ISSN (Print) - 0012-9976 | ISSN (Online) - 2349-8846

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Mid-level Healthcare Providers

Insights from West Jaintia Hills District, Meghalaya

The experiences and challenges in health service delivery, faced by the newly created cadre known as mid-level healthcare providers or community health officers, are explored through an empirical study conducted in selected health and wellness centres of West Jaintia Hills district. Findings show that while the CHOs are motivated to work given the opportunity available in the public health system, they also encounter many challenges in terms of increased work burden, poor training, and other systemic problems confronting the public health systems in Meghalaya.

The authors sincerely thank the anonymous referee for their comments and suggestions which have helped in making the article more insightful. They also thank all the respondents for taking out time to discuss the challenges they are facing while on work.

To achieve universal health coverage (UHC), the Government of India (GoI) launched the Ayushman Bharat programme in September 2018. The two main pillars of the Ayushman Bharat consist of transforming around 1,50,000 sub-centres and primary health centres (PHCs) into health and wellness centres (HWCs) at the primary level. The second pillar is popularly known as the Pradhan Mantri Jan Arogya Yojana (PM-JAY), an insurance coverage up to `5 lakh for seeking medical care at secondary and tertiary hospitals for poor and vulnerable households. The main objective of HWCs is to provide comprehensive primary health care (CPHC) through the expanded range of services such as reproductive and child health (RCH) services, communicable and chronic diseases. It is through the team of health workers at the HWC that CPHC is provided to the people at the community level.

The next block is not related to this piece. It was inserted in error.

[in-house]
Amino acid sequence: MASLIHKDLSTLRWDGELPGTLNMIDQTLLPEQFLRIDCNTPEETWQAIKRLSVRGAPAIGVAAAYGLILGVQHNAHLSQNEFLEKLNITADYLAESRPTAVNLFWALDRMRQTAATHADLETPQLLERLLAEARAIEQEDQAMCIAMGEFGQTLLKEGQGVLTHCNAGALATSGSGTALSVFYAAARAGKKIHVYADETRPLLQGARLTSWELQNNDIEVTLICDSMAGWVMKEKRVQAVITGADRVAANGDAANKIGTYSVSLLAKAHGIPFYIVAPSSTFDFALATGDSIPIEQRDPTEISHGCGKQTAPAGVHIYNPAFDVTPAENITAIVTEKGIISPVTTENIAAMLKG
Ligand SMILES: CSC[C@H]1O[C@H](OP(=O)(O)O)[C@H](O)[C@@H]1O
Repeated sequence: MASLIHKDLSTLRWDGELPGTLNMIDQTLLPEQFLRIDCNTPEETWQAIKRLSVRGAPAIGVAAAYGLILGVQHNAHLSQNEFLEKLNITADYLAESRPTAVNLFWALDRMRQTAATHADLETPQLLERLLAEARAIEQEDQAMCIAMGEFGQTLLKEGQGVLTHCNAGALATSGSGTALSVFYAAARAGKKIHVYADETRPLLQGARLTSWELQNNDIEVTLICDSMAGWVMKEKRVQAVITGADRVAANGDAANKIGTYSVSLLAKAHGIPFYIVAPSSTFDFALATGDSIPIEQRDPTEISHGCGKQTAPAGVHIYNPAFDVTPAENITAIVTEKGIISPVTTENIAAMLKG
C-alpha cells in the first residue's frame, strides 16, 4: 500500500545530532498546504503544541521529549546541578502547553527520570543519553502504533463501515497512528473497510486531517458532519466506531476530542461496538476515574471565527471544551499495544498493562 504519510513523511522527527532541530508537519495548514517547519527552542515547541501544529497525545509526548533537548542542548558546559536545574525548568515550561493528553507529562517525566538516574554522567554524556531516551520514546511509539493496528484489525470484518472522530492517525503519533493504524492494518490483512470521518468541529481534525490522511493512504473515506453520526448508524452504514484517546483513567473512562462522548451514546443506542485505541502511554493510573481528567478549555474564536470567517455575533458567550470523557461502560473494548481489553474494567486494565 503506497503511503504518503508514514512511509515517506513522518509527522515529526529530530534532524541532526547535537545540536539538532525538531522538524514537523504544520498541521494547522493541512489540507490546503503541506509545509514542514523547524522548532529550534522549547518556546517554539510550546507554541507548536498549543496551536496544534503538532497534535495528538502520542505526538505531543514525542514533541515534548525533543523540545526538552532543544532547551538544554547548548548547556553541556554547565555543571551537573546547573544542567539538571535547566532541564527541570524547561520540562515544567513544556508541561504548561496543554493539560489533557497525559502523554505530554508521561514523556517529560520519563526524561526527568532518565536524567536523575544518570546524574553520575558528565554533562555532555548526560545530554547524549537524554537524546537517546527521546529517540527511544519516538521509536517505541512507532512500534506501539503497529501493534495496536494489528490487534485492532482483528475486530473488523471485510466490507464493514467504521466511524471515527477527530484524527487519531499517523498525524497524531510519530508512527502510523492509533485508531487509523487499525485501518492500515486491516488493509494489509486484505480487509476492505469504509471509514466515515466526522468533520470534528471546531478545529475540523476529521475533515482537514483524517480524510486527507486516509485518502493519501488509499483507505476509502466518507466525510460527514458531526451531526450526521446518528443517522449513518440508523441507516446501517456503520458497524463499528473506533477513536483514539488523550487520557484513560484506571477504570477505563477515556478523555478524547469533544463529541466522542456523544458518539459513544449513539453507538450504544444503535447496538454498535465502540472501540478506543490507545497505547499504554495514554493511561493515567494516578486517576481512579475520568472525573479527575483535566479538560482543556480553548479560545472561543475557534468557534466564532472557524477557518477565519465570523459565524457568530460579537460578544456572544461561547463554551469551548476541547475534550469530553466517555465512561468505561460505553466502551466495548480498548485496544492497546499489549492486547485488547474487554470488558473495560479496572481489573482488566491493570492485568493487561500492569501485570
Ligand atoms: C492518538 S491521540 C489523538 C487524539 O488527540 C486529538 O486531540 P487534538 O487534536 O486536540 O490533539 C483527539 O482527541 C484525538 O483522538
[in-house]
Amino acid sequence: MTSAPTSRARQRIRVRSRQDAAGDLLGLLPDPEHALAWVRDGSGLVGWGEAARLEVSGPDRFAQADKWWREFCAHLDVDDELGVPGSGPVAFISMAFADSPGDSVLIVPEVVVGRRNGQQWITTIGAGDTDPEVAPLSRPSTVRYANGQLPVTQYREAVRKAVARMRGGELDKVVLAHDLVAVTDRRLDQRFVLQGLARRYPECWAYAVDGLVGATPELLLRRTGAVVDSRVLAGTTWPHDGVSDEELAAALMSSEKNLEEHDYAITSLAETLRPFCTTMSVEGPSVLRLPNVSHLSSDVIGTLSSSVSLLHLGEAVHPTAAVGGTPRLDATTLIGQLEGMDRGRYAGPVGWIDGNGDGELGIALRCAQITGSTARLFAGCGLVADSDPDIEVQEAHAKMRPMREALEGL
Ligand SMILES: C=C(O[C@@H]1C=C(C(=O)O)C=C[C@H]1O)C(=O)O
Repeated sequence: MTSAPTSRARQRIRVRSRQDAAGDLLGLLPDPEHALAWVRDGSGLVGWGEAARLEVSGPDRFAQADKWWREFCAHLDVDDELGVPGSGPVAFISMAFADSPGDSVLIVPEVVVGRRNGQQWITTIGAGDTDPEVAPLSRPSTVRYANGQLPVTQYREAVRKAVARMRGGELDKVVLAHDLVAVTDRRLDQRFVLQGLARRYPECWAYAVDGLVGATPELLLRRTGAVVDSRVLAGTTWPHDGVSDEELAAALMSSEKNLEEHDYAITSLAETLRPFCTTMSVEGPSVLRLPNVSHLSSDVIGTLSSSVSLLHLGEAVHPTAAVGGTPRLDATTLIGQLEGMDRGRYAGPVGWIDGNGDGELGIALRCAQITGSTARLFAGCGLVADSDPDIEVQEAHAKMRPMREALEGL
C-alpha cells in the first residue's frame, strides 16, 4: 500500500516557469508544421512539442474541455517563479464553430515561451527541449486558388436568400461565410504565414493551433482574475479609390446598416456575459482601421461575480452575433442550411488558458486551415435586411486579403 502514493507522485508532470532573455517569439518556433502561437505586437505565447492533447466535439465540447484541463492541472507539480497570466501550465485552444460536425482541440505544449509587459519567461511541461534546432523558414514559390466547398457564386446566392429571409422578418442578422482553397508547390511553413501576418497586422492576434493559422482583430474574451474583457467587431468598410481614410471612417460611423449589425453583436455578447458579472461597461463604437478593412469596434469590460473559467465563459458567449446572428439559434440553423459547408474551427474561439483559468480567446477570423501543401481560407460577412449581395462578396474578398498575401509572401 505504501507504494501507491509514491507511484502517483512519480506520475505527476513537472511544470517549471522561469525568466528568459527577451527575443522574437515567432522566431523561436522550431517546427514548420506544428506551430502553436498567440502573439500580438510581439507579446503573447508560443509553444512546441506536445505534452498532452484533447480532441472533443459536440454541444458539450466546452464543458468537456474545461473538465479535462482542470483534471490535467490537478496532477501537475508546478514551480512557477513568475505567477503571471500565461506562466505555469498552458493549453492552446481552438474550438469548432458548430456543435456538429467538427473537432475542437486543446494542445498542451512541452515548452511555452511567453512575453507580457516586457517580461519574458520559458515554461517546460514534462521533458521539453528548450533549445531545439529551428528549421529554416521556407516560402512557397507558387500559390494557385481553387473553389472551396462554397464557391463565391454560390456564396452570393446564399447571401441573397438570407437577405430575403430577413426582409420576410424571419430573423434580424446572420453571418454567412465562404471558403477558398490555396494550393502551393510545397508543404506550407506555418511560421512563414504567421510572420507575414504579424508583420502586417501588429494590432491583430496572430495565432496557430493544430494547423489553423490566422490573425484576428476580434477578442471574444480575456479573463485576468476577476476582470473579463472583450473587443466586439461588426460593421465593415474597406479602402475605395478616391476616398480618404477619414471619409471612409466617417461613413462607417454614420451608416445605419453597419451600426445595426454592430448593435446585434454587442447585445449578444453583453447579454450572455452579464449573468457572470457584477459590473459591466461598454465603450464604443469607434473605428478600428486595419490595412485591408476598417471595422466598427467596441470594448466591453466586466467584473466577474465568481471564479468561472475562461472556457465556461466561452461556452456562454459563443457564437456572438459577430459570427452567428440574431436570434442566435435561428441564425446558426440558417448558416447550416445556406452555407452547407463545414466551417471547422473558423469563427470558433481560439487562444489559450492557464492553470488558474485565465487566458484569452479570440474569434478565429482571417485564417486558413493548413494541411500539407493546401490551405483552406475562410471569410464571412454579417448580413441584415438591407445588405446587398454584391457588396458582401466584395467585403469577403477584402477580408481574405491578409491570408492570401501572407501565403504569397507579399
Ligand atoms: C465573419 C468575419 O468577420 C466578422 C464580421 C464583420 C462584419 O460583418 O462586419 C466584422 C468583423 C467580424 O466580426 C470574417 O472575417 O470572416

Before the upgradation into HWCs, front-line workers at the sub-centre for every 5,000/3,000 population in the plain/hilly areas primarily included auxiliary nurse midwives (ANMs), multipurpose workers (MPWs-male), and the accredited social health activists (ASHAs). In order to provide the expanded range of services at HWCs, a new cadre of health worker was introduced in 2018 known as community health officers (CHOs) or mid-level healthcare providers (MLHPs). To become a CHO/MLHP, one must have a basic degree of Bachelor of Science in Nursing (BSc Nursing) or General Nursing and Midwifery (GNM) or Bachelor of Ayurvedic Medicine and Surgery and must have undergone the six-month bridge course (GoI 2018). The bridge course is a certificate program­me rolled out by the Indira Gandhi National Open University (IGNOU) after signing a memorandum of understanding with the Ministry of Health and Family Welfare (MoHFW), GoI. Thus, the CPHC team comprises the CHO/MLHP who is the team leader, two ANMs, one MPW and ASHAs at the village level. The introduction of the MLHPs at the HWCs of India is considered to be one of the most ambitious health systems reforms in the country. It is also one of the key strategies to address the severe shortage of trained and qualified medical doctors in rural areas in order to provide care to the population residing “in the last mile” (Moola et al 2019). It is also important to note that CHOs now constitute one of the largest cadres of non-physician providers at the primary level. The success of HWCs to a large extent depends on the skills and competence of CHOs (Garg et al 2022).

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Updated On : 26th Sep, 2023
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